Her hostess turned on the radio, sat down and lined up her bingo cards in neat rows. Her timing was perfect. She reached for a round blotter pen and waited for the numbers to be called. Her eyes darted back and forth over the cards after each number was announced. Radio bingo was followed by the farm report, which Sophie immediately switched off.
“Sorry about that, but I’m on a winning streak. I’ve won two weeks in a row,” she told her proudly as the kettle on the stove started to whistle. “My friends say I’m lucky, and it’s true.”
“I’ve never heard of radio bingo.”
“You haven’t?” Sophie shook her head as if this was a real shame. “The local merchants sponsor it. When you bingo, you call it in to the station and then take your card to the participating merchant for your prize.”
“What did you win?” Emma asked, curious now.
“Five dollars off my next haircut at Venus de Milo Beauty Salon, and the week before, it was buy one, get one free at the A & W Drive-In. If you were going to be in town longer and it wasn’t so cold, I’d take you down for one of their root beer floats.”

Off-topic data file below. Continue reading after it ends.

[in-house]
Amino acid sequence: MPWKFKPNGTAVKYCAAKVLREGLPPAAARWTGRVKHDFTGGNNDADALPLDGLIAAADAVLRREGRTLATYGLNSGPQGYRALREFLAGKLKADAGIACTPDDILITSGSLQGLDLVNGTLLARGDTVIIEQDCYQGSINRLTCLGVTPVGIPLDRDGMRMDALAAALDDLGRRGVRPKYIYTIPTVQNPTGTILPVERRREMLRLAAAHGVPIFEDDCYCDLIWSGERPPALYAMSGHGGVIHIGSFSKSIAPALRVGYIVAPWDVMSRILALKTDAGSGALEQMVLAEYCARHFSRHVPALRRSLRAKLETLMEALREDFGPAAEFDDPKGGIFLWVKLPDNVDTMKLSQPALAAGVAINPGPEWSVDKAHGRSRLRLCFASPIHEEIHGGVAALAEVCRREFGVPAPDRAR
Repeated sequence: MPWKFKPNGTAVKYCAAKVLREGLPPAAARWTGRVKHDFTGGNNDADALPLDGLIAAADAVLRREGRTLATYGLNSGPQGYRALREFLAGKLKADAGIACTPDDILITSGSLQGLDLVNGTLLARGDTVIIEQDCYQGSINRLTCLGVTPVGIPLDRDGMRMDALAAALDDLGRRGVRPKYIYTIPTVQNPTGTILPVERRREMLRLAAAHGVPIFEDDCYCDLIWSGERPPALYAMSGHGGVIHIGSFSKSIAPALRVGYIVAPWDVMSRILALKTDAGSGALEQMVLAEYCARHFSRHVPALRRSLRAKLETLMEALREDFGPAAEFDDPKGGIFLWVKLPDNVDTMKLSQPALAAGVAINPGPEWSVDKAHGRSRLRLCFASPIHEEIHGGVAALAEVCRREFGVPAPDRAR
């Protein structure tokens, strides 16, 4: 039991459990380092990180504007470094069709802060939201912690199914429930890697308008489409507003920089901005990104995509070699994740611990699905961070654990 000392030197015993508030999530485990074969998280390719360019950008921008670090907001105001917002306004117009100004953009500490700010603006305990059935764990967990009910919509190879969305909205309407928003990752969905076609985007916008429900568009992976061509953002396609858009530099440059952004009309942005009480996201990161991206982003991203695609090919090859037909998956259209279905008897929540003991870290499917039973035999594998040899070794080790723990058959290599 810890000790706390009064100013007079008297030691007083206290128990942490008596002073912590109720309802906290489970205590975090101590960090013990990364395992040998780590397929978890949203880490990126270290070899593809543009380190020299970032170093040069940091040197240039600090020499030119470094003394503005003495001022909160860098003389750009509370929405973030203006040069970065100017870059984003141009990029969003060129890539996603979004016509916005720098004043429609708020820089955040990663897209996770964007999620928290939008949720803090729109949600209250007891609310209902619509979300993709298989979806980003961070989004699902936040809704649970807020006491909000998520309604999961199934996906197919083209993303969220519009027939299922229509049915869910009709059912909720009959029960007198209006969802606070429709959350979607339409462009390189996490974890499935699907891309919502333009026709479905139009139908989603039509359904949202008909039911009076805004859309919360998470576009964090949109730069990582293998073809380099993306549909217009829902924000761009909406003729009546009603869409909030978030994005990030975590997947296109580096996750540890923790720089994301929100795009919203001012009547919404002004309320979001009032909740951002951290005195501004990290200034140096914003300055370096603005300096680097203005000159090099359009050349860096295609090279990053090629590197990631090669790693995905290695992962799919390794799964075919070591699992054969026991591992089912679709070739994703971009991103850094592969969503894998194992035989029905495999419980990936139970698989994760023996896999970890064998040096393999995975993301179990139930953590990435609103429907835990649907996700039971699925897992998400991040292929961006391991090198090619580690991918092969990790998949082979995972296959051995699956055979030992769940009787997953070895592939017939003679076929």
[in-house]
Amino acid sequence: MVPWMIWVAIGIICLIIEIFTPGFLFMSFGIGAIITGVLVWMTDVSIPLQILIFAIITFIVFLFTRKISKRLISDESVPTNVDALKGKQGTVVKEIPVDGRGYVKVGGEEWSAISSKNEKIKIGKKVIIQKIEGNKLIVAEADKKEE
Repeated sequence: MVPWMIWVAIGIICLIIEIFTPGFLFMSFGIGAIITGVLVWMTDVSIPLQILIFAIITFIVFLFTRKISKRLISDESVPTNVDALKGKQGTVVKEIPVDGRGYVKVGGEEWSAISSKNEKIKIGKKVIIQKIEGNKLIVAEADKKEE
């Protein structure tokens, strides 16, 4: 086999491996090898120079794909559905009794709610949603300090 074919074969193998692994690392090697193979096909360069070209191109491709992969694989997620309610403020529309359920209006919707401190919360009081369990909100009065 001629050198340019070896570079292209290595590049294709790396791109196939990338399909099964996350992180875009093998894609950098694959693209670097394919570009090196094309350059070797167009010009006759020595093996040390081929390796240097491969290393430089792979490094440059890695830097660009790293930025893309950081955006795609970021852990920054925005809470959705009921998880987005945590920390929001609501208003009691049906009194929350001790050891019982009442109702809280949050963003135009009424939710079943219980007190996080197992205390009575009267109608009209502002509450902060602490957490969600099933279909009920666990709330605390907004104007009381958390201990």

Emma smiled appreciatively as Sophie poured the tea and brought out a dark wrapped loaf from the refrigerator.
“I thought you might want to try my chocolate fruitcake.”
“You’ll be surprised—pleasantly so,” Sophie told her. Within minutes, she brought two cups of tea and a plate of the most unusual-looking fruitcake Emma had ever seen.
“Taste it,” the woman urged.
Emma helped herself to a slice, unsure what to expect. The flavors came alive in her mouth and she widened her eyes. Sophie hadn’t exaggerated. This was incredibly good. “Is that pineapple I taste?”
“Yup, and coconut, too.”
“Oh, this is wonderful.” Emma took another bite and licked her fingers when she’d finished. For the second time, her preconceptions and prejudices about something—fruitcake—had been tested.
“I use lots of nuts. Harry was wild about pecans. My own favorite is walnuts. Do you realize how good nuts are for you?” she asked conversationally. “Just think about it. Inside each nut is the potential for an entire tree. They’re packed full of nutrition. A lot of people are concerned about the fat content, but nuts have good fat, not bad fat.”